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  1. #11

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    Ilford SFX filters or no

    Quote Originally Posted by jim appleyard
    I recenlty picked up the last two rolls of Ilford SFX at the camera store and I'd like to go to a ghost town near here and shoot the abandoned and falling down old houses. Do you users of this film still recommend the use of red filters even tho' there will be no sky, just old buildings, in the photos.
    As stated by another member, SFX without a red filter will look a lot like HP5+ or FP4+. The advantage is that the film is in that sense dual purpose and can be loaded in subdued light as it is extended red sensitivity not true infrared. However the downside is that, based admittedly on my one and only experience of using it, then unless the sky is included and even then it has to be a sunny day then a red filter makes little difference to the appearance of the picture i.e. compared to Kodak the white ghostly effect on foliage is hardly noticeable. The other ghostly effect provided by Kodak's lack of anti-halation backing is of course also missing.

    However in the right sunny conditions the effect is clearly infrared like, giving an effect which causes the print viewer to wonder whether it is brilliant sunlight or brilliant moonlight and creates that slightly ghostlike atmosphere which brilliant moonlight does .

  2. #12

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    The first few rolls of SFX that I shot were with a Hoya R72 filter and they had excellent IR effects--black skies, white foliage, etc. I later shot several rolls of flower close-ups using #15, #25 and #29 filters and got no IR effect. That's been my only experience with this film. Your experience may be different.

  3. #13
    Bob F.'s Avatar
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    Get it while you can... now discontinued by Ilford (I know lots of us already know that, but I thought I'd mention it...).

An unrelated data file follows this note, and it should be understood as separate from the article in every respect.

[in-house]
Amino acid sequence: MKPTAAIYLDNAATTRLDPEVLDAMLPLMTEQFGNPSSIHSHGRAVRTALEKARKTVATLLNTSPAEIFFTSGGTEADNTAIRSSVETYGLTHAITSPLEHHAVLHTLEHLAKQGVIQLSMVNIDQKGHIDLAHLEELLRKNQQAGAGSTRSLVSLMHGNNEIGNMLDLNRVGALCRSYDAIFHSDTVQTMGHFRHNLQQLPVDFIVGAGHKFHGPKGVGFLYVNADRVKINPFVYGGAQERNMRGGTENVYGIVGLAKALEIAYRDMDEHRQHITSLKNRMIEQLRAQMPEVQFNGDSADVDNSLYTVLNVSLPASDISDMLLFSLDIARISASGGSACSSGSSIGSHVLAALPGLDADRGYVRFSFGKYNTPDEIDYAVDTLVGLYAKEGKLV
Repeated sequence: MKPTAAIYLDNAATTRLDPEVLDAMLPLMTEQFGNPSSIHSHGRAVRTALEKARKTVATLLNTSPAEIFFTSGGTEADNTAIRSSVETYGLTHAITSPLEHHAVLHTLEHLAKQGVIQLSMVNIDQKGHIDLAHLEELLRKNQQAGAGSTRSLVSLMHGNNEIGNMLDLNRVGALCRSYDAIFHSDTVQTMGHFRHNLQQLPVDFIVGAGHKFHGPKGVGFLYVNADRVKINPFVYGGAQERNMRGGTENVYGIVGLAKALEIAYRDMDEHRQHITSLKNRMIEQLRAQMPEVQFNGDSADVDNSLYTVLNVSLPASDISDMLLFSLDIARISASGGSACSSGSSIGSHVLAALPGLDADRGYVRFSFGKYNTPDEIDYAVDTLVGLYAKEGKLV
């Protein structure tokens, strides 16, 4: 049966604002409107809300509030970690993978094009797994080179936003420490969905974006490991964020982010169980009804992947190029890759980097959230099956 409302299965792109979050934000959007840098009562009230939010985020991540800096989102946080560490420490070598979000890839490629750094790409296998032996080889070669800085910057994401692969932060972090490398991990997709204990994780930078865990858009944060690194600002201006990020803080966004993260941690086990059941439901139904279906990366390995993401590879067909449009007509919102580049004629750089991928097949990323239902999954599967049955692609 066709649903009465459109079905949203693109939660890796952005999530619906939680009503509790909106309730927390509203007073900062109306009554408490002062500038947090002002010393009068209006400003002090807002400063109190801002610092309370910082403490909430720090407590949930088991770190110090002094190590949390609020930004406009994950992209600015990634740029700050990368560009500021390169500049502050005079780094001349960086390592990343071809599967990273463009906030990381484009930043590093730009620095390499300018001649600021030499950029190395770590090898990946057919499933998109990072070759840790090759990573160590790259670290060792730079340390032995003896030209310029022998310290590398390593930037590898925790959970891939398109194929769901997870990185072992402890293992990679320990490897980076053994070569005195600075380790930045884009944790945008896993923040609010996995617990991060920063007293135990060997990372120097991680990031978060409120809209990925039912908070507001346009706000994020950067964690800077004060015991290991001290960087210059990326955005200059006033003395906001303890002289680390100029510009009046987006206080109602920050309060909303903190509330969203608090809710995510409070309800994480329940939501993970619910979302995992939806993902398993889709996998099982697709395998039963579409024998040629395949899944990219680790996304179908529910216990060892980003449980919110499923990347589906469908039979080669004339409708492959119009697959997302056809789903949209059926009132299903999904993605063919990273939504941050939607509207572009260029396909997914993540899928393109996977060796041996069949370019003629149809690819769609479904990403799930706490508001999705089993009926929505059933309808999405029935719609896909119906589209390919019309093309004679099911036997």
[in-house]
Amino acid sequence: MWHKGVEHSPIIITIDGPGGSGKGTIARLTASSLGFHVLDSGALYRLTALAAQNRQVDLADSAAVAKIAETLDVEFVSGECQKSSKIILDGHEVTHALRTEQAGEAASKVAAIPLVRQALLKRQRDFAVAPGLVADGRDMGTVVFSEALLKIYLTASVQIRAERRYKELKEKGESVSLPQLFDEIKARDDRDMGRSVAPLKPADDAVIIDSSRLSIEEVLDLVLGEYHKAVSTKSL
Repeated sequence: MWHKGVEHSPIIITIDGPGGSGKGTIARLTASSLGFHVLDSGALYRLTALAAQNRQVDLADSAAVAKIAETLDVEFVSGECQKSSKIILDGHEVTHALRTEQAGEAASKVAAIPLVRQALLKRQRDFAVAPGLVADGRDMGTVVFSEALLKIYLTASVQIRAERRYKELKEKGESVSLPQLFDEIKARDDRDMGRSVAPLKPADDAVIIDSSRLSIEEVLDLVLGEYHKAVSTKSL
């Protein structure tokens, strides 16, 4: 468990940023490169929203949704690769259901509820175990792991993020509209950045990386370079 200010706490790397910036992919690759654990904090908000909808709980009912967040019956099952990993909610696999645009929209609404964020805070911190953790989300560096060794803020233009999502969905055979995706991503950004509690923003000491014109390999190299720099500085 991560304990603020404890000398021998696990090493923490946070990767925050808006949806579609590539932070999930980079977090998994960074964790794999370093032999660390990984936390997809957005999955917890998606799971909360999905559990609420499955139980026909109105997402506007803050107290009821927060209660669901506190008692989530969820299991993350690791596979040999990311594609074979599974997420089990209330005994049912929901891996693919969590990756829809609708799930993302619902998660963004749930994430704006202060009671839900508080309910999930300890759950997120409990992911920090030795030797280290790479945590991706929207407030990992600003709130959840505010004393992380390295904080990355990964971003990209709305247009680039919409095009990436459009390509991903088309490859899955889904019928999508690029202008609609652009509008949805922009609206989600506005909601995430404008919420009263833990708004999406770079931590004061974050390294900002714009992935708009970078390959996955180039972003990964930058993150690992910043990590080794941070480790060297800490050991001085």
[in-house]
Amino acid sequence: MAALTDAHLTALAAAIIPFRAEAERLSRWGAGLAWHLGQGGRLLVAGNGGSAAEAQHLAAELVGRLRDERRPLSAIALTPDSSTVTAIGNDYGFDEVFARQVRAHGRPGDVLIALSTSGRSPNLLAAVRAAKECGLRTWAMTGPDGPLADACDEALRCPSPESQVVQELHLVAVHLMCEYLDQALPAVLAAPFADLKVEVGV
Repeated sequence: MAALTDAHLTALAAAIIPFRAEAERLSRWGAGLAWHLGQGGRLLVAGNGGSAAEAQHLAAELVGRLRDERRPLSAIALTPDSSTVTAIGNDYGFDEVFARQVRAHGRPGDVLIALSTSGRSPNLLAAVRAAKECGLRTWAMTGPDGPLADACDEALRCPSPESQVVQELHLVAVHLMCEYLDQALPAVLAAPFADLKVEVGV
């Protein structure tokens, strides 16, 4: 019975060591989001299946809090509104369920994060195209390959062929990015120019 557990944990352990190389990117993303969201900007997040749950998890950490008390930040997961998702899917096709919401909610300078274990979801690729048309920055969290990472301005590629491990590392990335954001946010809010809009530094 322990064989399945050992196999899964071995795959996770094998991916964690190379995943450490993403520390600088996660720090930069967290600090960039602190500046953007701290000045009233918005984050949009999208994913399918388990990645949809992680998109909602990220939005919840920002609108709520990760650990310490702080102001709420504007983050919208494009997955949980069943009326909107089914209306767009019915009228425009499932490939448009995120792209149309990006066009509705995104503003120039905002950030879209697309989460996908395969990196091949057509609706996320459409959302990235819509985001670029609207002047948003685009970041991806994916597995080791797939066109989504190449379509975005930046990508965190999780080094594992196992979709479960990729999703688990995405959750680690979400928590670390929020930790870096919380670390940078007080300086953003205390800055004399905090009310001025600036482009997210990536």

Bob.

  4. #14

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    Ilford sfx,filters or no

    Quote Originally Posted by Lee Shively
    The first few rolls of SFX that I shot were with a Hoya R72 filter and they had excellent IR effects--black skies, white foliage, etc. I later shot several rolls of flower close-ups using #15, #25 and #29 filters and got no IR effect. That's been my only experience with this film. Your experience may be different.
    I had a look at High Milsom's book on Infra red "Infrared Photography A Complete Workshop Guide" which is a UK publication. I find it more comprehensive than Laurie Hayball's book "Advanced Infrared Photography Handbook". However each seems to back up your experience of filters which largely is mine also. The problem with a Hoya 72 is that to get the better infrared effect than with a Number 25 or 29 Red the exposures have to be so long that a tripod is probably necessary.

    If you want to use SFX without a 72 filter and be able to handhold then you have to accept a very limited infrared effect usually only apparent on sunny days and with a lot of sky. Overall Kodak HIE is preferred by both authors for its effect. However in the UK Kodak HIE is a lot more expensive than Ilfor SFX

    Pentaxuser

  5. #15
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    I was looking at the Ilford Data Guide and realized Delta 3200 has also "extended" red sensitivity up to 680nm or so

    Anybody used Delta 3200 with a Red 29 filter?
    Mama took my APX away.....

  6. #16

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    To get the IR look, you need an IR filter. Someone recommended the 89B which should be good. I use a B+W 092. Regular color filters make it look like regular black and white.

    Experiment before going. The chance of sucess with film speed and processing and the correct filter factor and metering are almost nil.

  7. #17

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    While SFX200 doesn't give the drama or otherworldliness of HIE, I quite like its subtle appearance. The images on this page were taken with a 25 red filter:

    http://www.mawddwy.freeserve.co.uk/sfx200.htm

    Also: http://www.photo.net/photodb/photo?photo_id=1082849

  8. #18
    Robert Hall's Avatar
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    Ilford acutally made SFX filters. They were about $12US. I still have a couple laying around somewhere. They are equivalent to an 89b. I finally got some good IR results with an asa of 6, so yes, a tripod was necessary.
    Robert Hall
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    Technology is not a panacea. It alone will not move your art forward. Only through developing your own aesthetic - free from the tools that create it - can you find new dimension to your work.

  9. #19

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    I'm going to hijack my own thread here. There's another question about IR film floating at this moment and someone asked about doing IR film with staining devs. Anyone ever try SFX in a pyro/pyrocat dev? Times & temps?

  10. #20

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    SFX

    I have recently shot a roll of Ilford SFX hoping to get some IR effect but was somewhat disappointed. However, I used only Heliopan 25 and 29 filters. With these filters you get decent tones, especially on weathered wood, as pointed out earlier, but nothing like Kodak's IR film. Basically, my impression is that SFX is a good b&w film with fine grain. I checked the film with Schneider 6x loupe and found finer grain on SFX than on Fortepan 200. My developer was D76.

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